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78 terms

AP English Literature Vocabulary

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foreshadowing
to hint at or to present an indication of the future beforehand
enjambment
the continuation of a sentence from one line of a poem to the next
pastoral
a work that describes the simple life of country folk who live in a timeless, painless life in a world full of beauty, music and love; bucolic, idyll
ode
a lyric poem that is somewhat serious in subject and treatment, elevated in style and sometimes uses elaborate stanza structure, which is often patterned in sets of three
antithesis
the juxtaposition of sharply contrasting ideas in balanced or parallel words, phrases, grammatical structure, or ideas
apostrophe
an address or invocation to something that is inanimate
denotation
a direct and specific meaning, often reffered to as the dictionary definition of a word
blank verse
the verse form consisting of unrhymed lines in iambic pentameter
caesura
pause in a line of verse, indicated by natural speech patterns rather than due to specific metrical patterns
antagonist
any force that is in opposition to the main character
colloquial
ordinary language, the vernacular
theme
a generalized, abstract paraphrase of the dominant idea or concern of a work
couplet
two rhyming lines of iambic pentameter that together present a single idea or connection
dialect
the language and speech idiosyncrasies of a specific area, region, or group of people
synechdoche
when a part is used to signify a whole, as in "All hands on deck!"-hands= sailors
diction
the specific word choice an author uses to persuade or convey tone, purpose, or effect
syntax
the way words are put together to form phrases, clauses, and sentences
flashback
retrospection, where an earlier event is inserted into the normal chronology of the narrative
elegy
a poetic lament upon the death of a particular person, usually ending in consolation
epic
a poem that celebrates, in a continuou narrative, the achievements of mighty heroes and heroines, often concerned with the founding of a nation or developing of a culture
allusion
a reference to a literary or historical event, person, or place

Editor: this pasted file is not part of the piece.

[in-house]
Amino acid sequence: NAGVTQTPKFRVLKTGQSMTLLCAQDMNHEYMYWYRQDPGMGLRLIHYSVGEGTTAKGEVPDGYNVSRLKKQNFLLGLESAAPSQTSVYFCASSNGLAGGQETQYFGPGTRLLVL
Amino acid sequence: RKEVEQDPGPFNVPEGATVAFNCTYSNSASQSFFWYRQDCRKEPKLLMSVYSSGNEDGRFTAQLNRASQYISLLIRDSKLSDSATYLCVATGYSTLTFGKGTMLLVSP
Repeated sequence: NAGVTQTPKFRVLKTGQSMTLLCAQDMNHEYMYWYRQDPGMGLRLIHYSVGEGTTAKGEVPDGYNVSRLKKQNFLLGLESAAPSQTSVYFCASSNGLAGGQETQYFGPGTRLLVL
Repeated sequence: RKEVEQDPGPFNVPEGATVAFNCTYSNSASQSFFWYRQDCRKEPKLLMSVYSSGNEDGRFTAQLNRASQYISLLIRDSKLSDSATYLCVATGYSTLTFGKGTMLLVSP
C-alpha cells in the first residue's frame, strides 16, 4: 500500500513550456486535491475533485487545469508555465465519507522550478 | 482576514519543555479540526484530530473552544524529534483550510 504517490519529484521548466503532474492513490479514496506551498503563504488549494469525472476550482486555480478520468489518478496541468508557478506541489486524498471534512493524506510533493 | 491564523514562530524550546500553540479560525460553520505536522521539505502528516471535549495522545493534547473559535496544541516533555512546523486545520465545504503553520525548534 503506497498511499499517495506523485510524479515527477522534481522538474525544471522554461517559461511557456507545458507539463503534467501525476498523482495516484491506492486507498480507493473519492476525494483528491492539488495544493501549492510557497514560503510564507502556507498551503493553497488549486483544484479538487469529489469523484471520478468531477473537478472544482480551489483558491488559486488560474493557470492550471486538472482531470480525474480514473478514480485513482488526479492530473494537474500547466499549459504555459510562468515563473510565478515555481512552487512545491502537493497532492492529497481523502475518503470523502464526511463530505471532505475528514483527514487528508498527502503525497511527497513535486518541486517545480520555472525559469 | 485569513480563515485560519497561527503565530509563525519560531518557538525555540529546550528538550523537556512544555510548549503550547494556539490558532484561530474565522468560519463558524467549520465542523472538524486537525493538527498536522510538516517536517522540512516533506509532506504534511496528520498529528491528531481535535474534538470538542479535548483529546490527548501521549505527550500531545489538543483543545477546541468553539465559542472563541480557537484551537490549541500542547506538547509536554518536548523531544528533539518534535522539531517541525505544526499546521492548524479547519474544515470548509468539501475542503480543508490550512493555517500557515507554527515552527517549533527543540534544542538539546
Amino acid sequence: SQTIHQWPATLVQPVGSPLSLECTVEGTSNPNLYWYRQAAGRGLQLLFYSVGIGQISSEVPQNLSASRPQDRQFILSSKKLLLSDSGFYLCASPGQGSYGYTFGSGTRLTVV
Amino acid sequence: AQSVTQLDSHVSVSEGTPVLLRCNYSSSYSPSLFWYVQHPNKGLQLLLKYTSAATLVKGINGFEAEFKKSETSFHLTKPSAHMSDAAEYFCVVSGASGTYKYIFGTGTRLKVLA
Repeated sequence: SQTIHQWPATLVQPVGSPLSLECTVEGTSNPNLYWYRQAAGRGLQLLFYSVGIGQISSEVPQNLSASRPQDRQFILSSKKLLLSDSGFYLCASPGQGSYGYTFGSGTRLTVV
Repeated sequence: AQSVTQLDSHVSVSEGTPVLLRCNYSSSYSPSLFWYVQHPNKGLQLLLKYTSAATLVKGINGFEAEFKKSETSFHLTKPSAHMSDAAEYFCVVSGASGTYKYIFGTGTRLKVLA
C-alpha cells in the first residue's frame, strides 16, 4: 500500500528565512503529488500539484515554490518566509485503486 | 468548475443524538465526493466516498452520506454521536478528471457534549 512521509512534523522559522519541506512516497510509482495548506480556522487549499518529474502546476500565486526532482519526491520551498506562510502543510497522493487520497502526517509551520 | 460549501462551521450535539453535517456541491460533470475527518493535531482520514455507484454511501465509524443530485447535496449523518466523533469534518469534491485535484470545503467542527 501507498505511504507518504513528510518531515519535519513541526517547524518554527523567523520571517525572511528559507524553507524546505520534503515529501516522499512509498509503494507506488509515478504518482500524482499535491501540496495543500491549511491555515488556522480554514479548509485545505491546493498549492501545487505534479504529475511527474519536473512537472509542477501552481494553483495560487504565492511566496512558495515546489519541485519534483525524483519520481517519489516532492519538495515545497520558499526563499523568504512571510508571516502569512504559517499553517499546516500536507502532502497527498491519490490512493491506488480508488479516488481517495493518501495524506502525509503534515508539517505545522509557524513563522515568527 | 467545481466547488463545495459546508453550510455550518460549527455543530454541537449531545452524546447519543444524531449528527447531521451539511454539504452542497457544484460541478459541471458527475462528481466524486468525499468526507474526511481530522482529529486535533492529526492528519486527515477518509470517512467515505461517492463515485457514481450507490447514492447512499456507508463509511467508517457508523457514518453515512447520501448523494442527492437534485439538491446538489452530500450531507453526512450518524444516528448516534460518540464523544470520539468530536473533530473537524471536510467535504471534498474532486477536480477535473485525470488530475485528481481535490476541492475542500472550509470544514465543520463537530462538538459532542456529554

extended metaphor
a detailed and complex metaphor that extends over a long section of a work; also called a conceit
farce
a play or scene in a play or book that is characterized by broad humor, wild antics, and often slapstick and physical humor
in-medis-res
refers to opening a story in the middle of the action, necessitating filing in past details by exposition or flashback; literally, "in the midst of things"
formal diction
language that is lofty, dignified, and impersonal
exposition
that part of the structure of a plot that sets the scene, introduces and identifies characters, and establishes the situation at the beginning of a story or play
satire
a literary work that holds up human failing to ridicule
alliteration
the sequential repetition of similar initial sound, usually applied to consonants, usually heard in closely proximate stressed syllables
style
a distinctive manner of expression expressed through an author's diction, rhythm, imagery, and more
free verse
poetry that is characterized by varying line lengths, lack of traditional meter, and non-rhyming lines
genre
a type or class of literature such as epic or narrative or poetry
hyperbole
overstatement characterized by exaggerated language
iambic
a metrical foot in poetry that consists of an unstressed syllable followed by a stressed syllable
conceit
a comparison of two unlikely things that is drawn out within a piece of literature; in particular, an extended metaphor within a poem
motif
a recurrent device, formula, or situation that often serves as a signal for the appearance of a character or event
dramatic monologue
also, a soliloquy; a monologue set in a specific situation and spoken to an imaginary audience
imagery
broadly defined, any sensory detail or evocation in a work; more narrowly, the use of figurative language to evoke a feeling, to call to mind an idea, or to describe an object
informal diction
language that is not as lofty or impersonal as formal diction; similar to everyday speech
irony
a situation or statement characterized by a significant difference between what is expected or understood and what actually happens or is meant
lyric